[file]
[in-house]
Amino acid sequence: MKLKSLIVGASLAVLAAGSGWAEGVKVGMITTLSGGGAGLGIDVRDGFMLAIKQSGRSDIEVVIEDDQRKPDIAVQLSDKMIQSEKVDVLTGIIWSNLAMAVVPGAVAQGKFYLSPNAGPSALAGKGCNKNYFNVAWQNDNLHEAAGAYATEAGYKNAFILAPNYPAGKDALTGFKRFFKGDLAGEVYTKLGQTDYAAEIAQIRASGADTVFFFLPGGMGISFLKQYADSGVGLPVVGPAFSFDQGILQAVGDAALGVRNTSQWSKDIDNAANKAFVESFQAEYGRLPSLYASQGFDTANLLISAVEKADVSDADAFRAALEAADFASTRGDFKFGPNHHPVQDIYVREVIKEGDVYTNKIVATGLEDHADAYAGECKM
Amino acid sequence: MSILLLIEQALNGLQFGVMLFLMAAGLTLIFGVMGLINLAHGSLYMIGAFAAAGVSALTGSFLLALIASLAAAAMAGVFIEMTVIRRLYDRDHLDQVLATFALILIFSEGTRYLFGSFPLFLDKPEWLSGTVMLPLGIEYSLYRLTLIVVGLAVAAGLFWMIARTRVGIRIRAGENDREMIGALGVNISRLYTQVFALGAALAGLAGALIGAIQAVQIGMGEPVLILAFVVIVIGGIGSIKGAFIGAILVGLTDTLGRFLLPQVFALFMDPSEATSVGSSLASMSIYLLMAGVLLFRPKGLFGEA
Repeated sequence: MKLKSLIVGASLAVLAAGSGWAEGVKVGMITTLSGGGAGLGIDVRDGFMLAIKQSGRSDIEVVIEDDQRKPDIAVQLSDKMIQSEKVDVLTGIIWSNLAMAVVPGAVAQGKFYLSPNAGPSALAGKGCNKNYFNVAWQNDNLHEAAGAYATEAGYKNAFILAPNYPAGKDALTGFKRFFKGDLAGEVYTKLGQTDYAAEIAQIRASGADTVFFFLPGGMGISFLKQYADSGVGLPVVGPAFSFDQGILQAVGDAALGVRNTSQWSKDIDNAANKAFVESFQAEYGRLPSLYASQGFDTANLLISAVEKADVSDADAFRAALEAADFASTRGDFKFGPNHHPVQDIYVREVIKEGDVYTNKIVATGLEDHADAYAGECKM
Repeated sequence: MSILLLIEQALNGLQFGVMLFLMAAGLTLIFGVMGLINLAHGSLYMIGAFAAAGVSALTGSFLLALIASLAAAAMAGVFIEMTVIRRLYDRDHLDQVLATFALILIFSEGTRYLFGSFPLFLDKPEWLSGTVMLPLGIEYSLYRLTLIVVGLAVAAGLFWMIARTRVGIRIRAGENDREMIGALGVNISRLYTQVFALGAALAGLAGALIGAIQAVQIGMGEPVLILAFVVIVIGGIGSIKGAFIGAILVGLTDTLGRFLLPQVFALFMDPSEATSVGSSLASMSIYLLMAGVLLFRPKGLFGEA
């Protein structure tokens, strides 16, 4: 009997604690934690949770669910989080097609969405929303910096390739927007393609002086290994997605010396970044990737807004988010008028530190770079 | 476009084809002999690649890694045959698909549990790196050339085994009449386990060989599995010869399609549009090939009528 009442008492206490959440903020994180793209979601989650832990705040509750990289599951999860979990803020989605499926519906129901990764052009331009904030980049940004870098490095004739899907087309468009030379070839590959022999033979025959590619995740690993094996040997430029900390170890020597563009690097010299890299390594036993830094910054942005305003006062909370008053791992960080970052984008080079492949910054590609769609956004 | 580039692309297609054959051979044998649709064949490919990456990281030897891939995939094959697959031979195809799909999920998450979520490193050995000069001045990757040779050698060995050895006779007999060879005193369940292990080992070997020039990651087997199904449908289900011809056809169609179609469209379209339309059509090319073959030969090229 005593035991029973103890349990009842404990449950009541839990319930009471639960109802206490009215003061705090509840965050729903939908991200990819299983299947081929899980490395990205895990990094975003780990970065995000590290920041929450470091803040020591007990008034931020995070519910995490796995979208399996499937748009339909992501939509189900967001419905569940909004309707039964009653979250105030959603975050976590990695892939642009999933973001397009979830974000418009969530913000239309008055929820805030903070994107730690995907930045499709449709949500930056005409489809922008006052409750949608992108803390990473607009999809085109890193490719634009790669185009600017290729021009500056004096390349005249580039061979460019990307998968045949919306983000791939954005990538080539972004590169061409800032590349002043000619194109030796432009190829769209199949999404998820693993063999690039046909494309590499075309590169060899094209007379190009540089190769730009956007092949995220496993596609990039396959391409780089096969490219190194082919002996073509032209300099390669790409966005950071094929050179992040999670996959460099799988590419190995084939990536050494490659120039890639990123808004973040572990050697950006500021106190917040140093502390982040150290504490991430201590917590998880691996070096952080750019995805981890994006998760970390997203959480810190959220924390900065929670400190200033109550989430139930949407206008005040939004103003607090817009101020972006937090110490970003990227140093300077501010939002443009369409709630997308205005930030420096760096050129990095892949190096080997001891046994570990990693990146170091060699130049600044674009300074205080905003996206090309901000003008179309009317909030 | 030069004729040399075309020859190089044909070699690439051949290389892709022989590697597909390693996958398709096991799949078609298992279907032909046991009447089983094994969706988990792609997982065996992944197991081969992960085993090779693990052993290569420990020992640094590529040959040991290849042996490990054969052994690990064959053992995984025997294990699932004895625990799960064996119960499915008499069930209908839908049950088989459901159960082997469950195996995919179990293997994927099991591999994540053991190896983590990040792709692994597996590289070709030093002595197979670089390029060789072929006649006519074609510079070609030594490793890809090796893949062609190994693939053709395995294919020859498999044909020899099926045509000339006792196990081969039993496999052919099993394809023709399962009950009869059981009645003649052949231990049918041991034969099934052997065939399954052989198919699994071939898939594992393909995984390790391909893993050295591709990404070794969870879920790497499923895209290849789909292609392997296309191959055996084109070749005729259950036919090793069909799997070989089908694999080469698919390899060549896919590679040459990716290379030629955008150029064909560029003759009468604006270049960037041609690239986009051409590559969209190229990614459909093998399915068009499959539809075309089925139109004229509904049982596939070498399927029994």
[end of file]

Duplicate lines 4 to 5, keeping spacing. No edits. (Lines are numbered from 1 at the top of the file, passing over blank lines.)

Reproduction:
Repeated sequence: MKLKSLIVGASLAVLAAGSGWAEGVKVGMITTLSGGGAGLGIDVRDGFMLAIKQSGRSDIEVVIEDDQRKPDIAVQLSDKMIQSEKVDVLTGIIWSNLAMAVVPGAVAQGKFYLSPNAGPSALAGKGCNKNYFNVAWQNDNLHEAAGAYATEAGYKNAFILAPNYPAGKDALTGFKRFFKGDLAGEVYTKLGQTDYAAEIAQIRASGADTVFFFLPGGMGISFLKQYADSGVGLPVVGPAFSFDQGILQAVGDAALGVRNTSQWSKDIDNAANKAFVESFQAEYGRLPSLYASQGFDTANLLISAVEKADVSDADAFRAALEAADFASTRGDFKFGPNHHPVQDIYVREVIKEGDVYTNKIVATGLEDHADAYAGECKM
Repeated sequence: MSILLLIEQALNGLQFGVMLFLMAAGLTLIFGVMGLINLAHGSLYMIGAFAAAGVSALTGSFLLALIASLAAAAMAGVFIEMTVIRRLYDRDHLDQVLATFALILIFSEGTRYLFGSFPLFLDKPEWLSGTVMLPLGIEYSLYRLTLIVVGLAVAAGLFWMIARTRVGIRIRAGENDREMIGALGVNISRLYTQVFALGAALAGLAGALIGAIQAVQIGMGEPVLILAFVVIVIGGIGSIKGAFIGAILVGLTDTLGRFLLPQVFALFMDPSEATSVGSSLASMSIYLLMAGVLLFRPKGLFGEA